Does anyone want to bet that anything can happen OTHER THAN a specific answer to that question...
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Now that I know that clay's texture(platelets) has nothing to do with water infiltration, percolation, or drainage
,,, I wonder what does...
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  #56  
Old 02-09-2013, 09:49 AM
Kiril Kiril is offline
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What question? All I see is incoherent rambling. But then, one might be able to provide their own answers if they would learn how soils are formed and the processes involved.
  #57  
Old 02-09-2013, 09:50 AM
Kiril Kiril is offline
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Quote:
Originally Posted by Skipster View Post
Do you have any data to support this?
One well cited example.

http://www2.gcsaa.org/gcm/1997/july97/07bio.html
  #58  
Old 02-09-2013, 09:55 AM
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phasthound phasthound is offline
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Quote:
Originally Posted by Smallaxe View Post
If SOM is the magic bean that improves soil,,, then we needn't concern ourselves with water interaction with soils... drainage and retention need to be in balance and structure needs to go deeper into the profile every year or the cultural practices are sub-standard...

so is better structure built when the surface is never dry??? or ,,, is the structure more productive when the soil(not just the grass) is allowed to dry to the depth of an inch or more???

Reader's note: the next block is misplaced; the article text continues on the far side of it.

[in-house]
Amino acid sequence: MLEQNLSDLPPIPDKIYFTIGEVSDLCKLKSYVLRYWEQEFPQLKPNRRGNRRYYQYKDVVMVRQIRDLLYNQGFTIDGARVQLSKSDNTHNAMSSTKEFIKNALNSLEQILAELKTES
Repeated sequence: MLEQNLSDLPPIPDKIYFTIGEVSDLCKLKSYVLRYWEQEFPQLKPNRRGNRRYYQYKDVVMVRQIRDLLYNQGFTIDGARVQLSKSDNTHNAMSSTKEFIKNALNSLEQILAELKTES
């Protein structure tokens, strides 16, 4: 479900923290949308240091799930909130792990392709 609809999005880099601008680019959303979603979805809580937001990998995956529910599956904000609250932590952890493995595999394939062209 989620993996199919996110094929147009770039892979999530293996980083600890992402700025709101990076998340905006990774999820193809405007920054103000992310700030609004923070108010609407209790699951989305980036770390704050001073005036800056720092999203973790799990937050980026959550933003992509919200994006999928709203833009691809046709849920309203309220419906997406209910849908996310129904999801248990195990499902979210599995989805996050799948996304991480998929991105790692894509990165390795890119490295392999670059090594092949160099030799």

I say the latter... am I wrong??? What can specifically answer this question???
Does anyone want to bet that anything can happen OTHER THAN a specific answer to that question...
No there is no "magic bean". Did you forget to read this line in my post?
As I have said many times, there is no miracle bullet: nutrition, irrigation, cultural methods, soil parent material, physical structure and microbes all play important roles in healthy turf. And healthy turf does not just mean green grass.
The best specific answer to your question is "irrigation techniques alone will not build soil structure". So my question to you is why do you think irrigation is the "magic bean"?
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Barry Draycott

The nation that destroys its soil destroys itself.
Franklin D. Roosevelt
  #59  
Old 02-09-2013, 10:08 AM
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phasthound phasthound is offline
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Quote:
Originally Posted by Kiril View Post
Gee, we've been told that there is no scientific data, and yet Dr. Nelson's article sites over 60 papers as references. How is that possible???
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Barry Draycott

The nation that destroys its soil destroys itself.
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  #60  
Old 02-09-2013, 10:17 AM
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phasthound phasthound is offline
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And we can ignore this fact sheet from Cornell because it doesn't mention turf grass.
http://nmsp.cals.cornell.edu/publica...actsheet41.pdf

Conventional fertilizers alone will provide a green lawn, but without the physical, chemical and biological benefits to soils that SOM can provide.
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Barry Draycott

The nation that destroys its soil destroys itself.